How to Beat Race Day Nerves

It’s not a secret that I like to race a lot.  In fact, I’ve written posts about how to “race well,” or even “racing my way to fitness”.  It works well for me as I typically train very easy throughout the week.

Since I race so frequently, racing doesn’t make me as nervous anymore.  I get more nervous before a workout than I do before a race.  Thinking out loud, I suppose that has come with both time and just racing a lot.

A few weeks ago, a reader asked me how I beat race nerves and if I would be open to writing a post about it.

The short answer is: race until you’re not as nervous anymore. 

I’m sure you wanted the long answer though.

Here are a few strategies I use to Beat Race Day Nerves:

Before the Race:

Visualize:

This is more something to do before the actual race.  The day before I plan to race (if I plan too), I like to visualize goals and success.  It’s actually something I picked up in collegiate swimming. Running is 90% mental, and if you believe you’ll do well, you’ve already won most of the battle.

Look Back at Your Training Logs:

Look at those workouts you didn’t think you would crush but you did.  This is motivational for bigger races, when you are tapering, or bored.  There is always “that run” during a training cycle that you didn’t think you’d make it through but you did.  Remember that one, versus the ones that you didn’t feel great during.

At the Race:

Stay Distracted:

For some people that are listening to music, for others (like me), that is talking nonstop until the race starts.  If we meet at a race, know that I am 100% cool with chatting up until the gun goes off.  Stay distracted and relaxed.

Get Away from the Start Line:

During shorter races such as a 5k, this is easy because I need to warm up.  I don’t warm up before half marathons (my top 5 half marathons have had zero warmup…maybe some walking).  Getting away from the start line allows you to stay relaxed and not think about it as much.

 

Remember This:

Races are typically the morning of your day.  It’s not more than a few hours of your morning, and when it’s done, you move on.  You are still the same person whether you PR or PW (personal worst).  Your family, friends, and everyone else still loves you.  Sometimes we get too wrapped up in the sport that we don’t think about the big picture.  Before every race, I just think: good or bad, whatever happens…happens and there is no need to stress about it.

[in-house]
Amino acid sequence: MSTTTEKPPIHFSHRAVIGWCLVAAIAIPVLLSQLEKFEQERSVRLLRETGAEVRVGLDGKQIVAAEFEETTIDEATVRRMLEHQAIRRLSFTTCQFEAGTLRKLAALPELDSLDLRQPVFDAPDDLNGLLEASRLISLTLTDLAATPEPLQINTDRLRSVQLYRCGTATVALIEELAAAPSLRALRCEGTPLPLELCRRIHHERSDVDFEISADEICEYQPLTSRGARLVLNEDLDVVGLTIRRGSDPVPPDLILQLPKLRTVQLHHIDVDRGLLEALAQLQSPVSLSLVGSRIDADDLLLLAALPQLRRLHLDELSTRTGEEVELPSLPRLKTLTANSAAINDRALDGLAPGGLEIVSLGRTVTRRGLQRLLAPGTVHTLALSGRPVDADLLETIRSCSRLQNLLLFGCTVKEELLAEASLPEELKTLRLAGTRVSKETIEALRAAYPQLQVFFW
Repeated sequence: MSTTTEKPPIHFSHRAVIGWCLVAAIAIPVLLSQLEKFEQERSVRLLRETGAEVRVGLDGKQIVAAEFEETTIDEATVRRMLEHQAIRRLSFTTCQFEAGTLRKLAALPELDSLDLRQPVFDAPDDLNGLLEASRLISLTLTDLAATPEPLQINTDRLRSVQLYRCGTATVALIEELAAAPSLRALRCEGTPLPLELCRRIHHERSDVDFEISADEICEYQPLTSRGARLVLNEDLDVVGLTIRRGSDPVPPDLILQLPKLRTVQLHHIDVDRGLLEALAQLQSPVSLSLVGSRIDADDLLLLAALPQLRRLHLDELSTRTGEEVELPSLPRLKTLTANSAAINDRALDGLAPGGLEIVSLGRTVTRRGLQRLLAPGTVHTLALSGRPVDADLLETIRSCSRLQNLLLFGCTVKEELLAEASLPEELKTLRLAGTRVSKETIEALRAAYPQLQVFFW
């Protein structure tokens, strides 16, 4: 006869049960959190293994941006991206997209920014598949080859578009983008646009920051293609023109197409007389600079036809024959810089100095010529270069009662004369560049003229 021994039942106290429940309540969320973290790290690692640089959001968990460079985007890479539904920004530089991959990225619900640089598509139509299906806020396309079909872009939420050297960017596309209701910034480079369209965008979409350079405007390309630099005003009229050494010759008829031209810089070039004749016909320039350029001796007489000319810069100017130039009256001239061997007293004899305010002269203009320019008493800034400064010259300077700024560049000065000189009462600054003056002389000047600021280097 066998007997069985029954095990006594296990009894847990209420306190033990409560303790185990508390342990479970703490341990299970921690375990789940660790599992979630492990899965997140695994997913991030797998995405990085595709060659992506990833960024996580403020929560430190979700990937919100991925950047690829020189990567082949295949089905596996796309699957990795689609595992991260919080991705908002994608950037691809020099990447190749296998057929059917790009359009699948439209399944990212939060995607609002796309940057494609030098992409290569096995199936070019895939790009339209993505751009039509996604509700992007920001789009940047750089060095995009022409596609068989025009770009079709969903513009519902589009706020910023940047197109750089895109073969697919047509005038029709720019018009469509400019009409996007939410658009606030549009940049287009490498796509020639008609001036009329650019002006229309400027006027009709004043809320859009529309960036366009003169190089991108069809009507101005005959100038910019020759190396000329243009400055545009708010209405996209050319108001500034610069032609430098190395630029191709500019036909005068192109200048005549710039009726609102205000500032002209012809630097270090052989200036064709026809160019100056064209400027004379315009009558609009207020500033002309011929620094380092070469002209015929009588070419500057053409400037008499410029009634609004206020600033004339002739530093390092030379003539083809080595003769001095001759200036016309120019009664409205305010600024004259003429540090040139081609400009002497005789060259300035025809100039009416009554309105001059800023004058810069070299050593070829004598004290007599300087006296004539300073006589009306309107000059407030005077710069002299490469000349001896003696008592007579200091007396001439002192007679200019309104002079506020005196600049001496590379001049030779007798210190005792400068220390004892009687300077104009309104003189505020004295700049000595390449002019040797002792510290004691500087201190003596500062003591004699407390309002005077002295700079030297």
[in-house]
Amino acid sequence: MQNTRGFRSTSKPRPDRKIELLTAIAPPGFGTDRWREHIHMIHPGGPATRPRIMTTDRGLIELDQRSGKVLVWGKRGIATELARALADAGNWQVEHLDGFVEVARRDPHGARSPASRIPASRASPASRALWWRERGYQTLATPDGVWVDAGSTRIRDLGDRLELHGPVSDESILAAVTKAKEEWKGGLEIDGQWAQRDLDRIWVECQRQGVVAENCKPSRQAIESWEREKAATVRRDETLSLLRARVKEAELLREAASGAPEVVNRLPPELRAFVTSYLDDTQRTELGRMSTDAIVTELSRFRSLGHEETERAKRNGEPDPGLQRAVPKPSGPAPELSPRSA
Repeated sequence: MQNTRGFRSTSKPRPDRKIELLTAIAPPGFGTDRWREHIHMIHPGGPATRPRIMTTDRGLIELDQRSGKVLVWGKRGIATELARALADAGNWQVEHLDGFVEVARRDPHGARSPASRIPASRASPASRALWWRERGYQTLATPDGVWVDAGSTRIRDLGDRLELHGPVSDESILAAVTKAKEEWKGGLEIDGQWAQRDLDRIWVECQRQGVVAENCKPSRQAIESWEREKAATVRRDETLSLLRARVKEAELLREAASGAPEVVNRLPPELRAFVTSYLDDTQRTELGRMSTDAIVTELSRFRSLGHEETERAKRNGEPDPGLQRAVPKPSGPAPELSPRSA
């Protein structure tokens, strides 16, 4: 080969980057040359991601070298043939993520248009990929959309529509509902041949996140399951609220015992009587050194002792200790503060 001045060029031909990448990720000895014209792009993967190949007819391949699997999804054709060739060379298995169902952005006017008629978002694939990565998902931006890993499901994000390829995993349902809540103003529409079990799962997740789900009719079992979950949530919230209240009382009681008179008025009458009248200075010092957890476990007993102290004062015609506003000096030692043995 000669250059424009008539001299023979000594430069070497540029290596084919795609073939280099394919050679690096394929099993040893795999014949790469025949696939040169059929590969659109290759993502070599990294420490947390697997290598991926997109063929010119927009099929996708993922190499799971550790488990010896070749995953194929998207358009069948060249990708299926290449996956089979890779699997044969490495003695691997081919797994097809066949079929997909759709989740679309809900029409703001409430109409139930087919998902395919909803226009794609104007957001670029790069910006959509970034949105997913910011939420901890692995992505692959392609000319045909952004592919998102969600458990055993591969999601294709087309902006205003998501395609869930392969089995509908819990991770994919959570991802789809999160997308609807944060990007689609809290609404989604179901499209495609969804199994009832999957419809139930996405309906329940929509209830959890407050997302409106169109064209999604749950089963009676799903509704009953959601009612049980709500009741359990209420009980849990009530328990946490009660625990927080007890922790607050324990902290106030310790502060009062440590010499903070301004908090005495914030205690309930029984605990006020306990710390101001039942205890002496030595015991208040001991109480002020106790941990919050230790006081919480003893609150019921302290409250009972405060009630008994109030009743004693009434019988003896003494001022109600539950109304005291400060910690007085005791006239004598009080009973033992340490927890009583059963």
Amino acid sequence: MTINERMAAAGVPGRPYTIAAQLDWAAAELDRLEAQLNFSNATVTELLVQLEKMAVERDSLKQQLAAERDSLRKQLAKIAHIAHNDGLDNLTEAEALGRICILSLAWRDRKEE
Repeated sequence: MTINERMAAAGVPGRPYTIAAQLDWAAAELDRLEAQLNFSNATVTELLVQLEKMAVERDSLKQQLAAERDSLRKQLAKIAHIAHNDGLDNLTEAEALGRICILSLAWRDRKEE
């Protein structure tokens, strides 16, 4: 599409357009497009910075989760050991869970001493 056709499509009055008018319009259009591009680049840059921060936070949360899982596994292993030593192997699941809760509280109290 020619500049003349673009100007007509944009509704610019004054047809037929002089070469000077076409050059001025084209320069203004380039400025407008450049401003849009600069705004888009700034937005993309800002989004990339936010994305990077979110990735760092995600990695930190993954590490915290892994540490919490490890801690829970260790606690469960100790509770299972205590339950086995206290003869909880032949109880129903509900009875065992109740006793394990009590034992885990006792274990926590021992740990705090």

You are still the same person whether you PR or PW (personal worst).  Your family, friends, and everyone else still loves you.  Sometimes we get too wrapped up in the sport that we don’t think about the big picture.  Before every race, I just think: good or bad, whatever happens…happens and there is no need to stress about it.

Racing is supposed to be exciting and fun.  You should look forward to it not dread it.  If you dread it, there is no point in doing it right?

Related Posts:

Who Cares Where You Run?

Care Free Training

How to Bounce Back from a Bad Race

Questions for you:

Do you race a lot?

How do you beat race day (or any day) nerves?

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Training: Recovering and Racing

Most of last week was spent recovering from the Crawlin’ Crab Half Marathon.  By Wednesday, my legs felt decent.  Which was great because the rest of my week was filled with longer work days.  Nothing I couldn’t handle though.

Monday: Easy 45 minutes
Tuesday: Easy 30 minutes
Wednesday: Easy 60 minutes
Thursday: OFF
Friday: Easy 60 minutes
Saturday: Heroes to Hero 5k (18:41)
Sunday: 6.5-mile tempo run/total miles 14
Total: 44-47

Progression:

Week 7: 40 miles (13.1 miles workout)
Week 8: 43-45 miles (2 workouts: 1 race/1 tempo)
Week 9: 41-43 miles (2 races)
Week 10: 50- 53 miles (13.1 miles workout)

Week 11: 44-47 miles (2 workouts: 1 race/1 tempo)

Easy Runs:

As I mention every week, my easy runs were just that easy.  There was nothing of excitement and most of them were hot and sticky.  You don’t have to be exciting to blog and this is just a classic example.

Heroes to Hero 5k (18:41)

Fastest 5k since April 1st. 18:41 with a progression of splits (6:05, 6:04, 6:01)

A post shared by Hollie (@fueledbylolz) on

I’ll have a full recap of the Heroes to Hero Run in the next few days.   On paper, it’s my fastest 5k since coming back from burnout.